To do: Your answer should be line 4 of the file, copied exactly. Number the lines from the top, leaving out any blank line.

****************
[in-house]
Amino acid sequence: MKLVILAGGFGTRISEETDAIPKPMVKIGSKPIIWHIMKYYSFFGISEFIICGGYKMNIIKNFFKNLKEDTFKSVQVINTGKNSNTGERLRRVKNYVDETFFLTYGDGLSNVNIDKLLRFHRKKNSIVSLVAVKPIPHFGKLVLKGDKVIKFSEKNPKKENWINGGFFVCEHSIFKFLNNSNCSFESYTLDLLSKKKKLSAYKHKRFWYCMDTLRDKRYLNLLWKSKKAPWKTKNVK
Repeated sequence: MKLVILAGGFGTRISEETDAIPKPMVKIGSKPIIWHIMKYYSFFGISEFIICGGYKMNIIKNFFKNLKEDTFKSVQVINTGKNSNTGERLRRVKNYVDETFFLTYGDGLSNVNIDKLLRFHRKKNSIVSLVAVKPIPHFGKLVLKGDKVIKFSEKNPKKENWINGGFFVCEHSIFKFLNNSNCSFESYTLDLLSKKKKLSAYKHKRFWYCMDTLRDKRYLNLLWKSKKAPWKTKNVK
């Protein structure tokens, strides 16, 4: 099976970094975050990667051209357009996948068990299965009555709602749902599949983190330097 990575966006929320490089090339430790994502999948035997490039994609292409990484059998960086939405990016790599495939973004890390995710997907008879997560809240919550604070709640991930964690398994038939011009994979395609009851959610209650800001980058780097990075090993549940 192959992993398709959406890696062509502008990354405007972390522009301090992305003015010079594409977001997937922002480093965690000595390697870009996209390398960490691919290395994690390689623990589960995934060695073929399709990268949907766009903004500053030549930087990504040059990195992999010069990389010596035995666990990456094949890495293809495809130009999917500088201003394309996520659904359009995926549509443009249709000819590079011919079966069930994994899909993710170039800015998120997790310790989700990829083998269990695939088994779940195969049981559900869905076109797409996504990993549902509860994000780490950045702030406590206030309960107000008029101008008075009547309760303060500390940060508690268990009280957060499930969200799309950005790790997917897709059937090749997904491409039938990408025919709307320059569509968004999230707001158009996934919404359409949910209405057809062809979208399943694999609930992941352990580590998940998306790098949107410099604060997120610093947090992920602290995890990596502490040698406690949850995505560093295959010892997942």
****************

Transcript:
């Protein structure tokens, strides 16, 4: 099976970094975050990667051209357009996948068990299965009555709602749902599949983190330097 990575966006929320490089090339430790994502999948035997490039994609292409990484059998960086939405990016790599495939973004890390995710997907008879997560809240919550604070709640991930964690398994038939011009994979395609009851959610209650800001980058780097990075090993549940 192959992993398709959406890696062509502008990354405007972390522009301090992305003015010079594409977001997937922002480093965690000595390697870009996209390398960490691919290395994690390689623990589960995934060695073929399709990268949907766009903004500053030549930087990504040059990195992999010069990389010596035995666990990456094949890495293809495809130009999917500088201003394309996520659904359009995926549509443009249709000819590079011919079966069930994994899909993710170039800015998120997790310790989700990829083998269990695939088994779940195969049981559900869905076109797409996504990993549902509860994000780490950045702030406590206030309960107000008029101008008075009547309760303060500390940060508690268990009280957060499930969200799309950005790790997917897709059937090749997904491409039938990408025919709307320059569509968004999230707001158009996934919404359409949910209405057809062809979208399943694999609930992941352990580590998940998306790098949107410099604060997120610093947090992920602290995890990596502490040698406690949850995505560093295959010892997942």